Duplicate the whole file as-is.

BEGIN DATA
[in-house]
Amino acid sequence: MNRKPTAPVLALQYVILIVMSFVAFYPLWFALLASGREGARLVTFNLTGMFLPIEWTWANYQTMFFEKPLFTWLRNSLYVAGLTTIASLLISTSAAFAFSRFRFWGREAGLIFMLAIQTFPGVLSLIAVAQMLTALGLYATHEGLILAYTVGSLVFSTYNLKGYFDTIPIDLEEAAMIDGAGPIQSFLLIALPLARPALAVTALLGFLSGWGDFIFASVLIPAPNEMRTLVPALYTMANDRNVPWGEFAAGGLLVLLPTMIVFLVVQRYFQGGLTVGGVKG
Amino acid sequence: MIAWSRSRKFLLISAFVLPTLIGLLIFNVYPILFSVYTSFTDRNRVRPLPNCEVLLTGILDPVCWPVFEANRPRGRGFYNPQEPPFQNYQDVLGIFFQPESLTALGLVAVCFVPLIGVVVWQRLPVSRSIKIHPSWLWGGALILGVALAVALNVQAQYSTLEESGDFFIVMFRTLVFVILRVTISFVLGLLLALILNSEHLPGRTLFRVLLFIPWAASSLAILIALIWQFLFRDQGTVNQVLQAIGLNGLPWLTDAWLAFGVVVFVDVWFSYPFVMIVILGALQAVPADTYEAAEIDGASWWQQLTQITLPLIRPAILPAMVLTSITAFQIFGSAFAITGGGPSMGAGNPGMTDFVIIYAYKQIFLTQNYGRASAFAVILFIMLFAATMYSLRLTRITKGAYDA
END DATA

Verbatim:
[in-house]
Amino acid sequence: MNRKPTAPVLALQYVILIVMSFVAFYPLWFALLASGREGARLVTFNLTGMFLPIEWTWANYQTMFFEKPLFTWLRNSLYVAGLTTIASLLISTSAAFAFSRFRFWGREAGLIFMLAIQTFPGVLSLIAVAQMLTALGLYATHEGLILAYTVGSLVFSTYNLKGYFDTIPIDLEEAAMIDGAGPIQSFLLIALPLARPALAVTALLGFLSGWGDFIFASVLIPAPNEMRTLVPALYTMANDRNVPWGEFAAGGLLVLLPTMIVFLVVQRYFQGGLTVGGVKG
Amino acid sequence: MIAWSRSRKFLLISAFVLPTLIGLLIFNVYPILFSVYTSFTDRNRVRPLPNCEVLLTGILDPVCWPVFEANRPRGRGFYNPQEPPFQNYQDVLGIFFQPESLTALGLVAVCFVPLIGVVVWQRLPVSRSIKIHPSWLWGGALILGVALAVALNVQAQYSTLEESGDFFIVMFRTLVFVILRVTISFVLGLLLALILNSEHLPGRTLFRVLLFIPWAASSLAILIALIWQFLFRDQGTVNQVLQAIGLNGLPWLTDAWLAFGVVVFVDVWFSYPFVMIVILGALQAVPADTYEAAEIDGASWWQQLTQITLPLIRPAILPAMVLTSITAFQIFGSAFAITGGGPSMGAGNPGMTDFVIIYAYKQIFLTQNYGRASAFAVILFIMLFAATMYSLRLTRITKGAYDA